President Obama announces executive actions to curb gun violence & wants Congress to beef up background checks & ban assault weapons listen01/16/13 wire reports
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President Barack Obama has announced a $500 million package of executive actions and legislative proposals aimed at reducing gun violence a month after a mass shooting in Connecticut killed 20 elementary school children. Obama signed 23 executive actions — which require no congressional approval — including several aimed at improving access to data for background checks. A presidential memorandum will instruct the Centers for Disease Control to research causes and prevention of gun violence.
"These are a few of the 23 executive actions that I'm announcing today. As important as these steps are they are in no way a subustitute for action from members of Congress. To make a real and lasting difference, Congress too must act and Congress must act soon. I'm calling on Congress to pass some very specific proposals right away. First it's time for Congress to enact a universal background check for anyone trying to buy a gun."
A new Associated Press-GfK poll finds 84 percent of adults would like to see the establishment of a federal standard for background checks for people buying guns at gun shows. Nearly six in 10 Americans want stricter gun laws in general. In addition to the background check, Obama wants Congress to ban assault rifles and large-capacity magazines.
"Congress should restore a ban on military style assault weapons and a ten round limit for magazines. The type of assault weapon used in Aurora, for example, when paired with high capacity magazines has one purpose. To pump out as many bullets as possible as quickly as possible. To do as much damage, using bullets often designed to inflict maximum damage. That's what allowed the gunman in Aurora to shoot 70 people. 70 people, killing 12 in a matter of minutes. Weapons designed for the theater of war have no place in a movie theater. A majority of Americans agree with us on this. By the way, so did Ronald Reagan, one of the staunchest defenders of the Second Amendment who wrote to Congress in 1994 urging them, this is Ronald Reagan speaking, urging them to listen to the American public and to the law enforcement community and support a ban on the further manufacture of military style assault weapons. Finally Congress needs to help, rather than hinder law enforcement as it does it's job. We should get tougher on people who buy guns with the express purpose of turning around and selling them to criminals. We should severely punish anybody who helps them do this. Since Congress hasn't confirmed a director of the Bureau of Alcohol, Tobacco and Firearms in six years they should confirm Todd Jones who has been acting and I will be nominating for the post."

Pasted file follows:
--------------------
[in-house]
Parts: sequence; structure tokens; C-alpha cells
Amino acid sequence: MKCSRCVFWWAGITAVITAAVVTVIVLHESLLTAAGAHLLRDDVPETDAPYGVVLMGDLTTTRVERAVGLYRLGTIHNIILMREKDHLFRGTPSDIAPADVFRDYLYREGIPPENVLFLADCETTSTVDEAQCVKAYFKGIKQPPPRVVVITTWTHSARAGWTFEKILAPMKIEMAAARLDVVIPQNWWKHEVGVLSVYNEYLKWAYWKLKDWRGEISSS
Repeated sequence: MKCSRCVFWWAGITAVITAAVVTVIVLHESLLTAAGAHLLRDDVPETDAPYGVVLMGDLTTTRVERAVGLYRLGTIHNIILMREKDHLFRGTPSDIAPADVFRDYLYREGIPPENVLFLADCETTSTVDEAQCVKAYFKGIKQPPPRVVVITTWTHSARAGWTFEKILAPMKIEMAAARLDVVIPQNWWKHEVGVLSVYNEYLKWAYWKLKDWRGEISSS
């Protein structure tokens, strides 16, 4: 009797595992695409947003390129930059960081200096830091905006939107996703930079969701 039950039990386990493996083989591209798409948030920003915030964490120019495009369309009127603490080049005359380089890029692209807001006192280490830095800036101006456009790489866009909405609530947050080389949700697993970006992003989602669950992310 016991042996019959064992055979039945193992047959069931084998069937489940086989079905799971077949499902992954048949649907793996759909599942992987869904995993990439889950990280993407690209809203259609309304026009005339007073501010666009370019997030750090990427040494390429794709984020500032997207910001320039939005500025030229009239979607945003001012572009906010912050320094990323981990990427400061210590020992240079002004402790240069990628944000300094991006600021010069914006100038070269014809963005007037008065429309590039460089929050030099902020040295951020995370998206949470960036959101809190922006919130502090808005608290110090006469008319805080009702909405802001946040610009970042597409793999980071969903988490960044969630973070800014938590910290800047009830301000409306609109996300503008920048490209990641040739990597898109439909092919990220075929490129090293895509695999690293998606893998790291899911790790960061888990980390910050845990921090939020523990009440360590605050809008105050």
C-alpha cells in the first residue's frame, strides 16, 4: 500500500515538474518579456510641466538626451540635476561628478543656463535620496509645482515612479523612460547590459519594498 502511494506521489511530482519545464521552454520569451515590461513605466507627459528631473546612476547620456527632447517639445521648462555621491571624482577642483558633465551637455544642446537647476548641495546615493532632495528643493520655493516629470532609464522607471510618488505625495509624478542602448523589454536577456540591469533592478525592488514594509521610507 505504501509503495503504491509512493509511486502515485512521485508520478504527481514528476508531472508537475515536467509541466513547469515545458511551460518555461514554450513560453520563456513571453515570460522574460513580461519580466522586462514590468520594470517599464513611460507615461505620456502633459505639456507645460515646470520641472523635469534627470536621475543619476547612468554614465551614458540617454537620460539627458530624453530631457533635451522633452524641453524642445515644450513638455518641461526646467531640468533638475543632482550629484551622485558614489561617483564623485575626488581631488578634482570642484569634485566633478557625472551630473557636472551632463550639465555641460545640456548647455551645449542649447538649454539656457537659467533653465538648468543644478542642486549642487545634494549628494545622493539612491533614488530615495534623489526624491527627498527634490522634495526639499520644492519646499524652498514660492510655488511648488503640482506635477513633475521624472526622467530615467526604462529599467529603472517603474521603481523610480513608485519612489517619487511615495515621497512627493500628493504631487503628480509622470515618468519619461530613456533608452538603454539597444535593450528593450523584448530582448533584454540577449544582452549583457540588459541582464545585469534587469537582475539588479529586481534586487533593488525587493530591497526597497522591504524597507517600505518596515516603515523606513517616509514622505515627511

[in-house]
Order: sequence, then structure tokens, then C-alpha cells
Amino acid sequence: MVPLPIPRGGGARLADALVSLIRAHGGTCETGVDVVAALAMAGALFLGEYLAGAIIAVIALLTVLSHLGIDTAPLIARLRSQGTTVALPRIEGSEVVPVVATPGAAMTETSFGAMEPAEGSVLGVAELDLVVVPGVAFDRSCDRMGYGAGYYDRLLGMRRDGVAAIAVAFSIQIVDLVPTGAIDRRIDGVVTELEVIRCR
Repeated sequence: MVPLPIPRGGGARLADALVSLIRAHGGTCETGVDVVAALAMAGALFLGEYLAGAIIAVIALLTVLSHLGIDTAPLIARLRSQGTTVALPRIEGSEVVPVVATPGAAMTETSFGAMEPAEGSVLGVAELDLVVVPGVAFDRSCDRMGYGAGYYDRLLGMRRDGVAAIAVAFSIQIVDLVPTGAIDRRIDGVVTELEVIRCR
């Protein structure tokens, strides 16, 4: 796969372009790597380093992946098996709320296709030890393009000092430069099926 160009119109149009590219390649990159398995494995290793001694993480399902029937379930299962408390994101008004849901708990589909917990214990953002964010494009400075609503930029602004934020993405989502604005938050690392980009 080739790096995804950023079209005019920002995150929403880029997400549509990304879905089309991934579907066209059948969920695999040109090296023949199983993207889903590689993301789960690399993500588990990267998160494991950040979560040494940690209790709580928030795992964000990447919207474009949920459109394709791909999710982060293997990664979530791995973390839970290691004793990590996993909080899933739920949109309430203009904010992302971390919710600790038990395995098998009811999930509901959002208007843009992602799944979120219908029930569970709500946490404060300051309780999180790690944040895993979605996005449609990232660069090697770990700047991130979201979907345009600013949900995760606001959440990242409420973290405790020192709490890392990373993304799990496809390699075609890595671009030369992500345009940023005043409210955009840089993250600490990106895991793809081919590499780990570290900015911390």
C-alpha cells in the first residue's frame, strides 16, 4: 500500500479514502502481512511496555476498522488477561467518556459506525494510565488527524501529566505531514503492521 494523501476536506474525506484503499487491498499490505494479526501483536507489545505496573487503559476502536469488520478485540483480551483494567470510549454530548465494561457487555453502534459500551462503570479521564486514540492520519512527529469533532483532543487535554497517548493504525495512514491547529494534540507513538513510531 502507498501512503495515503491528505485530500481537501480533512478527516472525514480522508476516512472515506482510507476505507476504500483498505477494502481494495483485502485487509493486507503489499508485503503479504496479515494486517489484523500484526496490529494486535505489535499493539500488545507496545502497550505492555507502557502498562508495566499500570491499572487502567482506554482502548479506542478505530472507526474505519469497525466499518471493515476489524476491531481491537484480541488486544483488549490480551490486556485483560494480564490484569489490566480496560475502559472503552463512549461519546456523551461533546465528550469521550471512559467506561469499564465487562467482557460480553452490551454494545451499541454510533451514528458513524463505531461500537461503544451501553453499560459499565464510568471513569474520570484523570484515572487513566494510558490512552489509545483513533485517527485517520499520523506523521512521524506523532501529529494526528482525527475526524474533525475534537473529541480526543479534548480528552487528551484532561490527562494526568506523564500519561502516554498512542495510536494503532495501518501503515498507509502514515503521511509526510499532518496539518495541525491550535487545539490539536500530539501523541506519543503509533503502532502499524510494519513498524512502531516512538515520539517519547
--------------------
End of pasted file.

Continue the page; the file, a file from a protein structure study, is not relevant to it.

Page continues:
The poll found a majority of Americans favor a nationwide ban on military-style, rapid-fire weapons. In a nod to calls for more school security, Obama said his administration would provide incentives for schools to hire more police officers as part of his overall package of anti-gun violence initiatives and proposals. It’s something the gun lobby has called for. Before the announcement the National Rifle Association criticized Obama in a video on its website.
"Are the President's kids more important than yours? Then why is he skeptical about putting armed security in our schools when his kids are protected by armed guards at their school? Mr. Obama demands the wealthy pay their fare share of taxes but he's just another elitist hypocrite when it comes to a fair share of security. Protection for their kids and gun free zones for ours."
The White House calls the video repugnant and cowardly. Obama spokesperson Jay Carney says most Americans agree that a president's children should not be used as pawns in a political fight.
information from the Associated Press was used in this report